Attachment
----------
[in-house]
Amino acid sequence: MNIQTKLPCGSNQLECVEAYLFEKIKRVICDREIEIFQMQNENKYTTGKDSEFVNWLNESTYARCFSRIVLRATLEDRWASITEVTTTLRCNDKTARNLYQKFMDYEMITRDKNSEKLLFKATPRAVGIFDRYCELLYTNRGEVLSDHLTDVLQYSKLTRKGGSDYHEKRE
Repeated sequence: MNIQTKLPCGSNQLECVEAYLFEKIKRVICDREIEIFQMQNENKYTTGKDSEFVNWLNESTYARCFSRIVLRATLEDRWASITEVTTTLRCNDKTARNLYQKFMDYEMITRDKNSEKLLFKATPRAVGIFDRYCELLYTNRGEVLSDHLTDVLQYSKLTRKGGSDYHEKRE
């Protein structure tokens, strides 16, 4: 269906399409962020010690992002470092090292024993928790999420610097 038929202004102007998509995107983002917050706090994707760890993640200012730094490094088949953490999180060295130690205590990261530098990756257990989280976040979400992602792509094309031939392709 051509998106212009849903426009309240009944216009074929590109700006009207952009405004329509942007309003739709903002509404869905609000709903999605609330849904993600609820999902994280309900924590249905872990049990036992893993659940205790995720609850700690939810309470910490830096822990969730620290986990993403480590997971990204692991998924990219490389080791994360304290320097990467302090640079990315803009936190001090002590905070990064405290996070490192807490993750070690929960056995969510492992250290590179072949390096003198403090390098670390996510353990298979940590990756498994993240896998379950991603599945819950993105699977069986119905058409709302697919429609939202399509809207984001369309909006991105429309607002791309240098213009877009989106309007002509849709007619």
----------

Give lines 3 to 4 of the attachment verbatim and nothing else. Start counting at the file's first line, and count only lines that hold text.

Repeated sequence: MNIQTKLPCGSNQLECVEAYLFEKIKRVICDREIEIFQMQNENKYTTGKDSEFVNWLNESTYARCFSRIVLRATLEDRWASITEVTTTLRCNDKTARNLYQKFMDYEMITRDKNSEKLLFKATPRAVGIFDRYCELLYTNRGEVLSDHLTDVLQYSKLTRKGGSDYHEKRE
């Protein structure tokens, strides 16, 4: 269906399409962020010690992002470092090292024993928790999420610097 038929202004102007998509995107983002917050706090994707760890993640200012730094490094088949953490999180060295130690205590990261530098990756257990989280976040979400992602792509094309031939392709 051509998106212009849903426009309240009944216009074929590109700006009207952009405004329509942007309003739709903002509404869905609000709903999605609330849904993600609820999902994280309900924590249905872990049990036992893993659940205790995720609850700690939810309470910490830096822990969730620290986990993403480590997971990204692991998924990219490389080791994360304290320097990467302090640079990315803009936190001090002590905070990064405290996070490192807490993750070690929960056995969510492992250290590179072949390096003198403090390098670390996510353990298979940590990756498994993240896998379950991603599945819950993105699977069986119905058409709302697919429609939202399509809207984001369309909006991105429309607002791309240098213009877009989106309007002509849709007619």